I’m not sure which I prefer more, using the viewfinder or Live View with my Canon DSLR camera. I’ve owned many models in the Rebel line and which option I choose totally depends on the situation, and to be honest, my mood. Sometimes, when I’m trying to be creative, I’ll use the viewfinder to capture my photos. I feel like I can move around and see things better. If I’m using a tripod though, it’s Live View all the way. The reason for this is that Live View offers a few different features that the viewfinder doesn’t. And by the way, when I use the phrase “Live View,” I’m talking about using the LCD screen on the back of the camera to compose a photograph. In essence, it’s a really big viewfinder.
In today’s post, I’d like to discuss two features of Live View that can help considerably with your photography. If you’re like me and enjoy setting up a shot with a tripod, you’ll want to know about these things. They’re perfect for when you use manual focus because they help you get into your shot with as much precision as possible.
The two features I’ll discuss below have to do with zooming into a scene by a magnification of 5x or 10x and also where the focus area will actually be. You may already be familiar with the Live View magnification feature, but I’m almost certain you’ve never heard of the focus area part, so please read on.
Magnifying in Live View
I’ll go through a scenario here to help you better understand what’s happening. I’m going to set my camera up on a tripod and then set the camera to Live View modes, so the rear LCD screen shows the scene with my subject in it. To switch a Canon camera from viewfinder mode to Live View mode, I’ll press the small button on the rear of the camera that sits above the LCD screen. My T7i has a picture of a camera on it.
After that, I should see my scene. I’ll change my lens setting from auto focus to manual focus and then zoom in on what I’d like to take a photo of.
Now, through the LCD screen, it’s sort of tough to see whether the image is in focus or not and since I’m using manual focus, which is quite common in these scenarios, it’s up to me to make sure the scene is in focus. If I was using auto focus, I’d feel more confident that the camera was doing the focusing, but then again, if I were using auto focus, I wouldn’t have the flexibility that I have with manual focus. Since I want that flexibility, I’ll need to find a way to make sure the subject is sharp.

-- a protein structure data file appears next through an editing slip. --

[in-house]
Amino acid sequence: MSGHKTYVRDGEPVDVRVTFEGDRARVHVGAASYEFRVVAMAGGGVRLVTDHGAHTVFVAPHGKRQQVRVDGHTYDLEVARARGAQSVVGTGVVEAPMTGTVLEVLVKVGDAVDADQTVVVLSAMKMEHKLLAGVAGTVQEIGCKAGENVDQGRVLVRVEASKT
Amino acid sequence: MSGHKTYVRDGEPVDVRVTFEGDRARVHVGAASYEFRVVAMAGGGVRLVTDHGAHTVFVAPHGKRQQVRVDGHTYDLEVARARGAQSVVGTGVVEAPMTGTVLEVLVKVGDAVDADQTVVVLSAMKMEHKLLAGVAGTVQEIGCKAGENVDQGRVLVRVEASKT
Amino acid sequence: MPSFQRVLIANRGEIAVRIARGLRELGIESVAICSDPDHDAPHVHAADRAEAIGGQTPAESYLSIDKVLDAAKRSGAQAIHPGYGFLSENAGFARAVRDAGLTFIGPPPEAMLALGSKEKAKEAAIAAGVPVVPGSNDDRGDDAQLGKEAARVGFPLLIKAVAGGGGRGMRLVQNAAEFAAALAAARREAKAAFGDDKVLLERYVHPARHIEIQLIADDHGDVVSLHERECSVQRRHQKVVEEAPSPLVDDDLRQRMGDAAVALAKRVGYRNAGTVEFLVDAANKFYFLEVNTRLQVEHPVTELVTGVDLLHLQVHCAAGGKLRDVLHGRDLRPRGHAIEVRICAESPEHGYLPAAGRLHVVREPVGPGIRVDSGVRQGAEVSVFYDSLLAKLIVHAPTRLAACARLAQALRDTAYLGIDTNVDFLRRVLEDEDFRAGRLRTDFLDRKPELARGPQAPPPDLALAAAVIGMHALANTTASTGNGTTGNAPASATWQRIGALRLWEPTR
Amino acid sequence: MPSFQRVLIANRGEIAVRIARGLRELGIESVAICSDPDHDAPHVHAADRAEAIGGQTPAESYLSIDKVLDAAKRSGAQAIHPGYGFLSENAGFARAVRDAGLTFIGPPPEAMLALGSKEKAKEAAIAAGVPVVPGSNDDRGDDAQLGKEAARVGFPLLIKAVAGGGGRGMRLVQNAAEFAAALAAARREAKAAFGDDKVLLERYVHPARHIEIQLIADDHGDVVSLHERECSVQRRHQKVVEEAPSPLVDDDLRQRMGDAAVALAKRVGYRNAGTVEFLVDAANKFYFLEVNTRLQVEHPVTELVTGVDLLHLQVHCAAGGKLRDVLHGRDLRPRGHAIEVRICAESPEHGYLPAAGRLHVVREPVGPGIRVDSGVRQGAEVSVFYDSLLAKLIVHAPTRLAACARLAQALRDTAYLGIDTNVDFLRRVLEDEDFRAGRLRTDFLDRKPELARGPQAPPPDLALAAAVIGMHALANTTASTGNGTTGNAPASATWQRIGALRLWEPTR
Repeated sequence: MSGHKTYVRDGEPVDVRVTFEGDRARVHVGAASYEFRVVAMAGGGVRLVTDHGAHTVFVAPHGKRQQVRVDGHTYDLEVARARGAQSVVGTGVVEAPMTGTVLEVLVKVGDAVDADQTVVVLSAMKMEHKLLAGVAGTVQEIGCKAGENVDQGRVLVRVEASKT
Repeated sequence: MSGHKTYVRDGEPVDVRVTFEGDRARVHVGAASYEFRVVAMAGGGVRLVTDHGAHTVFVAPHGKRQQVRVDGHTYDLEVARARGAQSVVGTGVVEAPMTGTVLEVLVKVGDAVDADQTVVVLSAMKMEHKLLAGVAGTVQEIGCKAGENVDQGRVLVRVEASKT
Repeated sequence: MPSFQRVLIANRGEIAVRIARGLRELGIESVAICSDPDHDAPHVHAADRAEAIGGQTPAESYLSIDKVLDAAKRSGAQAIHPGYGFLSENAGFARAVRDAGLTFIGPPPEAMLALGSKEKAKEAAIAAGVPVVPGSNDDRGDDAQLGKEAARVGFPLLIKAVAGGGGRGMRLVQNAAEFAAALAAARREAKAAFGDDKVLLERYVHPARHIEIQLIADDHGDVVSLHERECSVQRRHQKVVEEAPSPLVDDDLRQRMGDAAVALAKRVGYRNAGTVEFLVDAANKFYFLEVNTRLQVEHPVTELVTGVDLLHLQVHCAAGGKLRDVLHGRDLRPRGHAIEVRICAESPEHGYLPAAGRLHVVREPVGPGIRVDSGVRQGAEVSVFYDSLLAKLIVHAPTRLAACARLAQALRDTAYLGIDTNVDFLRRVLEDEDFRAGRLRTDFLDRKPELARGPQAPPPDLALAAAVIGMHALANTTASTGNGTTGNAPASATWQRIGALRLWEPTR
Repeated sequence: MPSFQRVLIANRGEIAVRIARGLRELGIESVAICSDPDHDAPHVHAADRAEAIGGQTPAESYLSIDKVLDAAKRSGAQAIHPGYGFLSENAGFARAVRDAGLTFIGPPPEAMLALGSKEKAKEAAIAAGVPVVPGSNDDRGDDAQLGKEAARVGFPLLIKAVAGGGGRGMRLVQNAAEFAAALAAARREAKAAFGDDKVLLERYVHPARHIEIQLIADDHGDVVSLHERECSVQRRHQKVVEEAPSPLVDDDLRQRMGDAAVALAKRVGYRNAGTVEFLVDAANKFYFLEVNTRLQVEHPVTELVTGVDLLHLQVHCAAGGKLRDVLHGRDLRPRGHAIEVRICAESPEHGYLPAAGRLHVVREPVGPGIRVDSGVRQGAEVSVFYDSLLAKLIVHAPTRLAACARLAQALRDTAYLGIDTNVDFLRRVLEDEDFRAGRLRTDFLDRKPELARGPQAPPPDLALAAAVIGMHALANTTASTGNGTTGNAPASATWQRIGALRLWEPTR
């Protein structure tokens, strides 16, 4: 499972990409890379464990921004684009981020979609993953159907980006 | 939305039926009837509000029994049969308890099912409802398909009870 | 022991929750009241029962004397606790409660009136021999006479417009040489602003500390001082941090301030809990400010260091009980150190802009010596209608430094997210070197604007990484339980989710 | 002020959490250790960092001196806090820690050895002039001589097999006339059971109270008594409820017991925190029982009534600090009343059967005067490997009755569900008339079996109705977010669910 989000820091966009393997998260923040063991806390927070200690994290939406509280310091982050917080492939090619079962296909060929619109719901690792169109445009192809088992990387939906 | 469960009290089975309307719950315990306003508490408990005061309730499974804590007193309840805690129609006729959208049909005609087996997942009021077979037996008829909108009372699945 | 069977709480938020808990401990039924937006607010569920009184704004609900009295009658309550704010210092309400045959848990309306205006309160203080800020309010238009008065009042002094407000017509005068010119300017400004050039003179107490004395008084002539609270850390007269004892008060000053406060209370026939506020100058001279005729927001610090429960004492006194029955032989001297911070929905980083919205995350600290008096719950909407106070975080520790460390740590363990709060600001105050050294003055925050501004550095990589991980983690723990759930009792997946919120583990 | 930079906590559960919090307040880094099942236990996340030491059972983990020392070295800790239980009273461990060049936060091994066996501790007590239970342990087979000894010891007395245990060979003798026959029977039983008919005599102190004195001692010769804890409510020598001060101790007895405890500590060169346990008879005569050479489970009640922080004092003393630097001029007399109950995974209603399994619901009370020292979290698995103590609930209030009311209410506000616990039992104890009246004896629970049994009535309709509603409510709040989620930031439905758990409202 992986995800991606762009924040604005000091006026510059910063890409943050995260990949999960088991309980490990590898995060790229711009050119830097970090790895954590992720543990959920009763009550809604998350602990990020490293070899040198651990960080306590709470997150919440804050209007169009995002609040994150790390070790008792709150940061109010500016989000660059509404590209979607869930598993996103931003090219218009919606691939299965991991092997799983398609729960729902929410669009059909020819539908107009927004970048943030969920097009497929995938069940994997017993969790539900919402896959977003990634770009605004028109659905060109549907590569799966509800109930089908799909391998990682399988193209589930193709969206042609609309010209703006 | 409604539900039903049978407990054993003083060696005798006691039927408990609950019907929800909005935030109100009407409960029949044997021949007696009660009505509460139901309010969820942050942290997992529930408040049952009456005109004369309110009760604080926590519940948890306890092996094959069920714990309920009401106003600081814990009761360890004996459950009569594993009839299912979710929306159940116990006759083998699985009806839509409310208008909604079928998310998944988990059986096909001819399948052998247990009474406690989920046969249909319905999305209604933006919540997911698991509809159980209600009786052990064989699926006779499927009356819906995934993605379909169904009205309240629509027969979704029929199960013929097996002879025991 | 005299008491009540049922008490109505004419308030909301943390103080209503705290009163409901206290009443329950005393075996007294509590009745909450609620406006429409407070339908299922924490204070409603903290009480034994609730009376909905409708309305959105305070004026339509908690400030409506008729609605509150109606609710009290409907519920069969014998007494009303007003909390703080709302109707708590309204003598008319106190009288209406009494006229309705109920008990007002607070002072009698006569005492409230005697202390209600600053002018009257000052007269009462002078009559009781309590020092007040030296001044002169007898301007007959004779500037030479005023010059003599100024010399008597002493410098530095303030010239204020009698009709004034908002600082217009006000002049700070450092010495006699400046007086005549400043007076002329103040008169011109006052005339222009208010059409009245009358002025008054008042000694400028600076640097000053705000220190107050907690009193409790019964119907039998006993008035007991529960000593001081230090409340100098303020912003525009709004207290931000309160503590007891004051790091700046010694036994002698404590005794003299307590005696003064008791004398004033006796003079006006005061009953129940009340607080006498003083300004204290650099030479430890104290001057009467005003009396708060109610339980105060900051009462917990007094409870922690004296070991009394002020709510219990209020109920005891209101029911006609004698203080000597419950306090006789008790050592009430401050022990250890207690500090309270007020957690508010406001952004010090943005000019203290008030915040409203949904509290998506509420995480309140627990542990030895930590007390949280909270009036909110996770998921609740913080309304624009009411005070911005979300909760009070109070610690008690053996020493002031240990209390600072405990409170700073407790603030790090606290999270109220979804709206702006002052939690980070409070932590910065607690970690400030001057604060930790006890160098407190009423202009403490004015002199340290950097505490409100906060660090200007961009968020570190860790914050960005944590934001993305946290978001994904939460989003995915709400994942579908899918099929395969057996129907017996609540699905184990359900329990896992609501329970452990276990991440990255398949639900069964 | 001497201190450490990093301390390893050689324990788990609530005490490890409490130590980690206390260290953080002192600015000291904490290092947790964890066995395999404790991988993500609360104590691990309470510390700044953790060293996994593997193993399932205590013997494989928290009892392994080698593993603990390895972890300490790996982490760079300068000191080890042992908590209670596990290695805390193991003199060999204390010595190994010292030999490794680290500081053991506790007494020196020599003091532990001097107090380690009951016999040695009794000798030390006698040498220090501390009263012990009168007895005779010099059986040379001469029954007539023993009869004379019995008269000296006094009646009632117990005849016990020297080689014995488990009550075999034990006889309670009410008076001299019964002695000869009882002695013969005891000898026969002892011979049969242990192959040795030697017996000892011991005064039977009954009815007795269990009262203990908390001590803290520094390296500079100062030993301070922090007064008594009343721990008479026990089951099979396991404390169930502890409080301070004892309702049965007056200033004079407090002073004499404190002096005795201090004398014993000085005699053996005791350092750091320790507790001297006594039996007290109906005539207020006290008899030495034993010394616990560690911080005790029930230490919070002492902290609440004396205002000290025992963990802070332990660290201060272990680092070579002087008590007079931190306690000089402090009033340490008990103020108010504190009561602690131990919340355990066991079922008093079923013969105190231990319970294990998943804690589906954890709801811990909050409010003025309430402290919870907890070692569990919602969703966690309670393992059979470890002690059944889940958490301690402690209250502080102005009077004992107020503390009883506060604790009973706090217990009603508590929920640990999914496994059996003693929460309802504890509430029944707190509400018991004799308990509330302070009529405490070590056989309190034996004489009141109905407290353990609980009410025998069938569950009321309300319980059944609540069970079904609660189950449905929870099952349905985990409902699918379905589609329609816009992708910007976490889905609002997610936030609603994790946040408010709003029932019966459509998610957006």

Canon cameras have a digital magnification feature that allows us to enlarge the view of the subject via the LCD screen, without touching the lens at all. For many of Canon’s cameras, this magnification comes in two steps; one at 5x magnification and the next at 10x, but some start at 6x and go all the way to 16x. As you can imagine, magnifying by these amounts can give you a very clear idea of what’s in and out of focus. To magnify a scene, or to reduce the magnification level, simply press the + button that sits in the upper right corner of the back of the camera. Pressing the button once increases the magnification by one setting and pressing that same button again increases the magnification by another step. Pressing it a third time brings it back to its original setting, which is 1x.
After pressing that button, it’s possible to see the subject clearly and continue on with adjusting the manual focus. When I’m ready, I can press the shutter button to capture the image.
Magnifying the Box
As you may have noticed, the rear LCD screens of many Canon cameras display a white box, usually at its center by default. This box can be moved in any direction by pressing the arrow keys on the back of the camera.
When the Live View screen is magnified as I discussed above, the visible area of the scene is displayed inside of that white box. Press the magnify button once and the white box grows in size a bit. Press it twice and the scene is magnified by 5x. Press it a third time and the scene is magnified by 10x.
As I move that box around the rear of the LCD screen, the visible area changes. That’s the area that will be in focus, whether using manual or auto focus. So to simplify, the area inside of the white box is what’s focused on and is shown while the scene is magnified.
There’s a small issue here. When the camera lens is in auto focus mode, the white box in the LCD screen can only move so far. If you try to push it around, you’ll notice that it can never reach the edge of the screen. This is troublesome if you’re doing some sort of a creative shot and need to magnify something that sits all the way towards the edge of the scene. How can we get around this limitation?
The answer is to switch the lens over to manual focus. If I do that and then try to move the white box to the edge of the screen, I’ll find that it does, in fact, move all the way over. And then, if I magnify, I’ll see that whatever it is inside of that white box is now visible for me to focus on.
I hope I clearly explained how to both magnify a scene using the digital magnification feature of Live View for Canon DSLR cameras as well as how to overcome the auto focus “white box” limitation on the same. If you have any questions regarding this post, please let me know in the comment section below. Thanks for reading!